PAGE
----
The supermodel welcomed her first child, daughter Tuulikki Joan, on Feb. 11
Elsa Hosk
Credit: Elsa Hosk/Instagram

Elsa Hosk is grateful for the beauties of childbirth.

The supermodel, 32, welcomed her first child, daughter Tuulikki Joan, with boyfriend Tom Daly last Thursday, and in a new series of essays shared on Instagram Tuesday alongside maternity photos, Hosk details her home birth story. Hosk recalls a play-by-play of labor pains and the joy of meeting her newborn.

Hosk says she and Daly moved from New York City to Los Angeles when she was seven months pregnant, and once there, they changed their birth plan, preparing instead to have their baby "naturally and drug-free at home, in water."

"I've always loved and felt comforted by water. Any time in life where I've felt sad, upset, needed to relax, needed comfort, the bath has been my place," she explains.

The new mom says she had two days of "manageable" contractions before her active labor. Her doula guided her one night trying to induce labor through exercises and positions, like walking, doing yoga and pumping breast milk. Hosk also had acupuncture that night, and her water broke shortly afterward.

"Right after [the acupuncturist] left I went to bed to try and sleep and I felt a pop in my belly and some water started to come out," she recalls. "I texted Tom who was working in the other part of the house 'baby, I think the water broke' and in that instant I felt the strongest contraction I had felt so far. And they kept coming."

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Hosk found some relief from the pain by resting in the shower under hot water, she says. As the wave of pain intensified, the model says she felt like she was only "surviving at this point."

"I'm breathing and trying to stay calm like our hypno birthing coach has taught me and finally I'm led to the birthing pool. I know from the plan that usually the birthing pool is the last stage and this is where I'll push the baby out," she explains. "The contractions are now the strongest they have ever been but I imagine that with every one my baby is getting closer to me. The second I stepped into the birthing pool I don't remember opening my eyes again for a long time."

Hosk says a minor issue arose when her cervix became caught between her pelvis and the baby's head.

"It's the most painful moment so far but I remember feeling so grateful for these techniques and open to try anything natural to get this baby out quicker," she says. "I remember feeling so devastated that I still have to go through the pushing down the birth canal. It feels like she will never come out. I start doubting if I can do this, hang in there, get her out. Then I remind myself that I can't just stop, there's no way but through the pain."

To help the lip of her cervix to open, Hosk moves to the bed, where she says her body "goes into complete shut down and sleep" in between waves of pain.

"In this child's pose I'm able to find enough power to push away the lip, and this is where my water breaks fully, flowing out all over the bed. I don't care," recounts Hosk. "I imagine Every sensation of pain is her pushing a little further down the birth canal."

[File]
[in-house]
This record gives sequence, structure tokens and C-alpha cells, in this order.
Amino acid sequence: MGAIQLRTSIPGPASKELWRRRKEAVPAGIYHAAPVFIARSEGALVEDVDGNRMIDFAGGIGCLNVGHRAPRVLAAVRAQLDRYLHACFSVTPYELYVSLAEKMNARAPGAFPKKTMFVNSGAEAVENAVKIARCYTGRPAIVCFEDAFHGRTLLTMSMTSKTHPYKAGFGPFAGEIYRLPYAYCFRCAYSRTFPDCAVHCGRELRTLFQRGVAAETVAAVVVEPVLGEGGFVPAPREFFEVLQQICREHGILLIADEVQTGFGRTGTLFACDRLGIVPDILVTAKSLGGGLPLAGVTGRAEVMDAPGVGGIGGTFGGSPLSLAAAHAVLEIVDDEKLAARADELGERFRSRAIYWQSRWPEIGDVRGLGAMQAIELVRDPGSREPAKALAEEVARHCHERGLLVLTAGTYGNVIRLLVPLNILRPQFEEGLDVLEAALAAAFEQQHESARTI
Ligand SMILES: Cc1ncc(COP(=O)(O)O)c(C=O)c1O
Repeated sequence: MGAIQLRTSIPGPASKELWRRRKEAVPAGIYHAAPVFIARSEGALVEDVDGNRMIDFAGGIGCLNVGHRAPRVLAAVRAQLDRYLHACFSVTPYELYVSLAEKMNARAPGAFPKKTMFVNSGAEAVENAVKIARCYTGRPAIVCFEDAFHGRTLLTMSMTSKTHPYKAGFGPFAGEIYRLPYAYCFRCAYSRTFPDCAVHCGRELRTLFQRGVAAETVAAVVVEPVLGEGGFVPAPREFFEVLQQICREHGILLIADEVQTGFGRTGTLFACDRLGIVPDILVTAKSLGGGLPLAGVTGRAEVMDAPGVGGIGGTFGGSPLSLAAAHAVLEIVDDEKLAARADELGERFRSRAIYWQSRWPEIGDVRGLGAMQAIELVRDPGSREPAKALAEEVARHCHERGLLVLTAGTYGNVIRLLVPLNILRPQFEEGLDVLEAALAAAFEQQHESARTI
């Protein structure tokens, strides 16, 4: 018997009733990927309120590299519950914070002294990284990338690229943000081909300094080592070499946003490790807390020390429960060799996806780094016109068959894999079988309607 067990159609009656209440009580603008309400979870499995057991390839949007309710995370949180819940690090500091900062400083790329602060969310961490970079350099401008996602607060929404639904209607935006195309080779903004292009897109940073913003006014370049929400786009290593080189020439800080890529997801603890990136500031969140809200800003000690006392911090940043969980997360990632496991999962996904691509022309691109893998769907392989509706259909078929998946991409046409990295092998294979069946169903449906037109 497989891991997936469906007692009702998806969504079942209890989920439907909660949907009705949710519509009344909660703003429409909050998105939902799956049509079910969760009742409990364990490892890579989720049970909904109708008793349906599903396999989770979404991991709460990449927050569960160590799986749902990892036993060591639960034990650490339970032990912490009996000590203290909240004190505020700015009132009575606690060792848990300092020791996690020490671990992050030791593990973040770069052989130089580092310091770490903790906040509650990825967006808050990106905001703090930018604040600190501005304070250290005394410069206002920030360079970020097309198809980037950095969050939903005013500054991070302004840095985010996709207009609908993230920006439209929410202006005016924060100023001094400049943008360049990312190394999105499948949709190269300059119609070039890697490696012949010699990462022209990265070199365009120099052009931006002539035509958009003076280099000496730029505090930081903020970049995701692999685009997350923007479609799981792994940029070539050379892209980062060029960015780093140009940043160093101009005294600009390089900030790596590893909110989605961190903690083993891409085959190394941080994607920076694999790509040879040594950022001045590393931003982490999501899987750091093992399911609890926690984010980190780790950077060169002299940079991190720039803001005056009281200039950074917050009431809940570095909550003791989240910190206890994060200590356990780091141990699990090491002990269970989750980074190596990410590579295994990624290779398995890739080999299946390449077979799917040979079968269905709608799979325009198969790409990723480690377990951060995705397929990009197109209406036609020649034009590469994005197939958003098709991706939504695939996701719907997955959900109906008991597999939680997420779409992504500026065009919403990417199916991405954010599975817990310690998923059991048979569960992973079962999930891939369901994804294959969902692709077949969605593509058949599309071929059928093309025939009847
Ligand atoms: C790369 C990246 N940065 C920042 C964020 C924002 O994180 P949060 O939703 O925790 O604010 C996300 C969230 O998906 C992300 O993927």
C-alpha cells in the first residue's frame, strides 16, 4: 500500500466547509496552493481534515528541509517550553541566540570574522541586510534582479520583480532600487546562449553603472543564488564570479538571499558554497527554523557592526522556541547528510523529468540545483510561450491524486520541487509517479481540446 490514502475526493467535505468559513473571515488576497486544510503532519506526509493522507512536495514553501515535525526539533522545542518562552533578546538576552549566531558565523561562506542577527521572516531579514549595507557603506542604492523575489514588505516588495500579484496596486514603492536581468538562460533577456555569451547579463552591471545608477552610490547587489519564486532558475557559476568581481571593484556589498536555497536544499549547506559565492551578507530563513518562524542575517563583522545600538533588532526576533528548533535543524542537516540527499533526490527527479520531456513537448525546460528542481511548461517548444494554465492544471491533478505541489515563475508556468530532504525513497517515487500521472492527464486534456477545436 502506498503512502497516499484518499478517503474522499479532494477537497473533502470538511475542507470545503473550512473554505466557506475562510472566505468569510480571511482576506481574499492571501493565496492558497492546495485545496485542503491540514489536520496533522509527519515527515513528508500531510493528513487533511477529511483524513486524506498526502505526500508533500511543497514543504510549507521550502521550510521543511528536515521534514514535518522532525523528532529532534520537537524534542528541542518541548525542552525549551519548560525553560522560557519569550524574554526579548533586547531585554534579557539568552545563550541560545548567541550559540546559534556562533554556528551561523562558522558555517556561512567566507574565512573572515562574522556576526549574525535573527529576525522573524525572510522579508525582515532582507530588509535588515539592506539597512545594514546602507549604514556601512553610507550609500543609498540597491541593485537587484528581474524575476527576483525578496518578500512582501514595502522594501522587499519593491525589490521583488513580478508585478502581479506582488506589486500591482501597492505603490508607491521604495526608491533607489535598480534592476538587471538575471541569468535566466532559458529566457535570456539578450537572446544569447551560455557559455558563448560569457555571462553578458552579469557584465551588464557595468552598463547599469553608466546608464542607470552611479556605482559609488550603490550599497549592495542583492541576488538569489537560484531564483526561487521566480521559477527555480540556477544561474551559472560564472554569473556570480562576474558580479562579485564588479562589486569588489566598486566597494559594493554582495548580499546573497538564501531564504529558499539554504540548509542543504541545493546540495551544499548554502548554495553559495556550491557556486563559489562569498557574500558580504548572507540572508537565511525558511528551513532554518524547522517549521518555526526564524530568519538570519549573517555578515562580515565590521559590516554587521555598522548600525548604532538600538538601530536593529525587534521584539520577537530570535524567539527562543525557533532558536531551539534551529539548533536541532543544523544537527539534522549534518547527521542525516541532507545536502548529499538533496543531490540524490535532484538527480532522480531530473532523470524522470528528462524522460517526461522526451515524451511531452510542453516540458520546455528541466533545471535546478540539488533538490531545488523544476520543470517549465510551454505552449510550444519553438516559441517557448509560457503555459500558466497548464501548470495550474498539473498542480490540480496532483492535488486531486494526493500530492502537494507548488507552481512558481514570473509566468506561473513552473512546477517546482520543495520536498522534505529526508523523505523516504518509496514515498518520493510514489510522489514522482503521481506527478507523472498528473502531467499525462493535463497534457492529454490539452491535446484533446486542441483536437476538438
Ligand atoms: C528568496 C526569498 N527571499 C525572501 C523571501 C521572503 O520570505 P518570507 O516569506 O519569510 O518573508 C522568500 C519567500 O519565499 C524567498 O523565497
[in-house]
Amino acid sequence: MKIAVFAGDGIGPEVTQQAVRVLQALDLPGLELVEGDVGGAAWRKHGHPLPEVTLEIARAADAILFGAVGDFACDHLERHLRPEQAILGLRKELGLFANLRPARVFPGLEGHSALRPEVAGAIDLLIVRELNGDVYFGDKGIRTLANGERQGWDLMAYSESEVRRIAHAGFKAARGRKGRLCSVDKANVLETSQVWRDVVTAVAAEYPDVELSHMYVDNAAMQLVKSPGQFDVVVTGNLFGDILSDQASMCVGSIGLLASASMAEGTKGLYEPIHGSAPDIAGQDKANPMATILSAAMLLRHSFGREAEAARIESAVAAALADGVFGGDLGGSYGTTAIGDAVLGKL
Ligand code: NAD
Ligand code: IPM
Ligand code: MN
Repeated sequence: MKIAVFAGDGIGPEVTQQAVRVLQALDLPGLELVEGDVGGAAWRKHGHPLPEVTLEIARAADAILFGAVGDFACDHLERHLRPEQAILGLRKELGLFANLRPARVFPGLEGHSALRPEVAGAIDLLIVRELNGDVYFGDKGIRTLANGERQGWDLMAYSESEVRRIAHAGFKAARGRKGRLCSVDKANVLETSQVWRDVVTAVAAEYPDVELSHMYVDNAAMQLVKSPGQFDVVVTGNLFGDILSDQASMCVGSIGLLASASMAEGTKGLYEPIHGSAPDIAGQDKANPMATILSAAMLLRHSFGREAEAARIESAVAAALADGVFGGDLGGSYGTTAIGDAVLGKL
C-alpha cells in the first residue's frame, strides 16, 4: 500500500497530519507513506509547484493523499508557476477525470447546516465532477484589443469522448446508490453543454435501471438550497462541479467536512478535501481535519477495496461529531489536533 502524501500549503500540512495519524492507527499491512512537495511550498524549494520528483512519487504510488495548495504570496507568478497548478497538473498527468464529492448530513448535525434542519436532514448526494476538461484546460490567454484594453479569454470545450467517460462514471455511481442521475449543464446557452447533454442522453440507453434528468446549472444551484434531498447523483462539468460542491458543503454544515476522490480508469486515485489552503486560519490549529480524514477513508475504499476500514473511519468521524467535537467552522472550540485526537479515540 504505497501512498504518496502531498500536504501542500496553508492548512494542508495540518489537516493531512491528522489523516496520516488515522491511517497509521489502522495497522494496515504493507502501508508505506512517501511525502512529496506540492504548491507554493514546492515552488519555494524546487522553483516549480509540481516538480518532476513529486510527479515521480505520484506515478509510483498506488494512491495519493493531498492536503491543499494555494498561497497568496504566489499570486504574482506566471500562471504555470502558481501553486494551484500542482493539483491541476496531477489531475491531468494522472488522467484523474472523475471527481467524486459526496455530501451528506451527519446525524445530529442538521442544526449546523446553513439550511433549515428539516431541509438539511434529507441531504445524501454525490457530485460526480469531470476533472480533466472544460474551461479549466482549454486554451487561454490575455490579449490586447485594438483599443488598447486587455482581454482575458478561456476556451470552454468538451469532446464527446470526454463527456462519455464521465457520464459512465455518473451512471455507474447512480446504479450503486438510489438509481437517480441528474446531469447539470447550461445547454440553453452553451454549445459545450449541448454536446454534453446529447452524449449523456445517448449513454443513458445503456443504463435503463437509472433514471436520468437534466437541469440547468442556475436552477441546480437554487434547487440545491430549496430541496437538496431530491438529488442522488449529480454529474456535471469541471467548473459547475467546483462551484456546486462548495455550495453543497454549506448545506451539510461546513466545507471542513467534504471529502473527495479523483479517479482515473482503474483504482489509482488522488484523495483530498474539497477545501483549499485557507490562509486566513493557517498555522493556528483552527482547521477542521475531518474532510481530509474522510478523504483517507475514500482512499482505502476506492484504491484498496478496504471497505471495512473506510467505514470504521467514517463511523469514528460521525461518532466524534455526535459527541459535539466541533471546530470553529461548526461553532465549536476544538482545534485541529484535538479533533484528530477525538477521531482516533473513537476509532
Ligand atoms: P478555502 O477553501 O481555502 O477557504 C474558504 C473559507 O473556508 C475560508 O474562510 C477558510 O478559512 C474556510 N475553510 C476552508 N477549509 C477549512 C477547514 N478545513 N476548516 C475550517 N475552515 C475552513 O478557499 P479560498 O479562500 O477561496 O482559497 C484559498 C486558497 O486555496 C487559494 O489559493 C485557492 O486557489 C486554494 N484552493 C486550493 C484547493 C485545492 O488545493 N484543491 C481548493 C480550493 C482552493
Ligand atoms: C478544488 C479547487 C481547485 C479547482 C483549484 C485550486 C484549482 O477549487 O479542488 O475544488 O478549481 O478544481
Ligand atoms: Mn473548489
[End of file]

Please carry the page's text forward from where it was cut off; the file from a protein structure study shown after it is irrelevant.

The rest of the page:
Elsa Hosk
Credit: Jamie McCarthy/Getty

The star muses that "birthing is really confronting yourself, your fears and doubts and coming through the other side."

"It's the worst pain, fear, and darkness I've ever experienced in those moments. I feel like an animal," she adds. "I have given up every sense what you're suppose to look like, what anyone would think of me, what was normal many, many hours ago. I have left my ego, my pride. I'm just getting through, getting closer to my baby."

There's a few more hours of pushing, she continues, and at one point, the birthing team brings a mirror so Hosk can view the baby's head crowning — which gave her more energy to keep pushing.

"Later, when a patch of her head is visible they bring a mirror so I'm forced to look, the team of course knows this will motivate me and to my great surprise it gives me such strength and power and it comes from somewhere hidden and deep, never in life has that power gear in me been accessed before and I push deeper, harder, to get that head out."

Hosk describes the relief she felt after fully delivering her baby. The newborn was then placed on her chest.

"All bloody and fluids are everywhere and she is pooping all over me, and she is looking for my nipple. And the most pain I've ever felt is forgotten, I am overwhelmed with love, proudness, happiness," says the new mom. "She is here. I talk to her. I tell her I'm so proud of her. Her mom has been through war and yet she is so chill, her heart rate so stable."

Hosk adds that "the room shifted from what felt like a horror movie darkness into a light sun-filled dream."

The supermodel concludes her emotional essay by sharing what she learned from childbirth.

"A few days have passed since and sometimes I look at her and I cry when I think about what we went through together," says Hosk. "I feel such gratitude for the women around me, I look at the mothers around me with such deep respect and admiration and I feel such gratitude for the beautiful profession of the midwifes and doulas and I realize birth can be easy or hard, beautiful or dark, but every woman's story is so sacred and so important. I love you."